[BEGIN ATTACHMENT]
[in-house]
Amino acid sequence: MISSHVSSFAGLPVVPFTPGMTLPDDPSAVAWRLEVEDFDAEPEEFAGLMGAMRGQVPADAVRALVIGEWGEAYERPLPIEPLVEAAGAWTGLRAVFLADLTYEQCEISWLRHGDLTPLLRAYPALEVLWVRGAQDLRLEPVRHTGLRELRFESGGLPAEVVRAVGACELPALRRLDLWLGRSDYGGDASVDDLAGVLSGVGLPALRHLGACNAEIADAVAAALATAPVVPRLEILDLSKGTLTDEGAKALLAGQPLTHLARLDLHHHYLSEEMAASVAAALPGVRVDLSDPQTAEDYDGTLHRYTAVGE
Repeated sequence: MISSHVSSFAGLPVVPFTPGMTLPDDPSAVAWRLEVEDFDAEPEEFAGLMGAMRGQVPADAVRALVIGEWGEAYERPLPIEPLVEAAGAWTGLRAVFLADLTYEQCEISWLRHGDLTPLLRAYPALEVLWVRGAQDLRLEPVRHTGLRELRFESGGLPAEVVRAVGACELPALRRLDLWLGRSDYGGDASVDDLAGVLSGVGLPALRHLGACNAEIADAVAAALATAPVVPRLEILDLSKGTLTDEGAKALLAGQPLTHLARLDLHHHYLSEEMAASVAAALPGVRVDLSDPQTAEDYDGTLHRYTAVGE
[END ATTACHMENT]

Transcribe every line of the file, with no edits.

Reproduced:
[in-house]
Amino acid sequence: MISSHVSSFAGLPVVPFTPGMTLPDDPSAVAWRLEVEDFDAEPEEFAGLMGAMRGQVPADAVRALVIGEWGEAYERPLPIEPLVEAAGAWTGLRAVFLADLTYEQCEISWLRHGDLTPLLRAYPALEVLWVRGAQDLRLEPVRHTGLRELRFESGGLPAEVVRAVGACELPALRRLDLWLGRSDYGGDASVDDLAGVLSGVGLPALRHLGACNAEIADAVAAALATAPVVPRLEILDLSKGTLTDEGAKALLAGQPLTHLARLDLHHHYLSEEMAASVAAALPGVRVDLSDPQTAEDYDGTLHRYTAVGE
Repeated sequence: MISSHVSSFAGLPVVPFTPGMTLPDDPSAVAWRLEVEDFDAEPEEFAGLMGAMRGQVPADAVRALVIGEWGEAYERPLPIEPLVEAAGAWTGLRAVFLADLTYEQCEISWLRHGDLTPLLRAYPALEVLWVRGAQDLRLEPVRHTGLRELRFESGGLPAEVVRAVGACELPALRRLDLWLGRSDYGGDASVDDLAGVLSGVGLPALRHLGACNAEIADAVAAALATAPVVPRLEILDLSKGTLTDEGAKALLAGQPLTHLARLDLHHHYLSEEMAASVAAALPGVRVDLSDPQTAEDYDGTLHRYTAVGE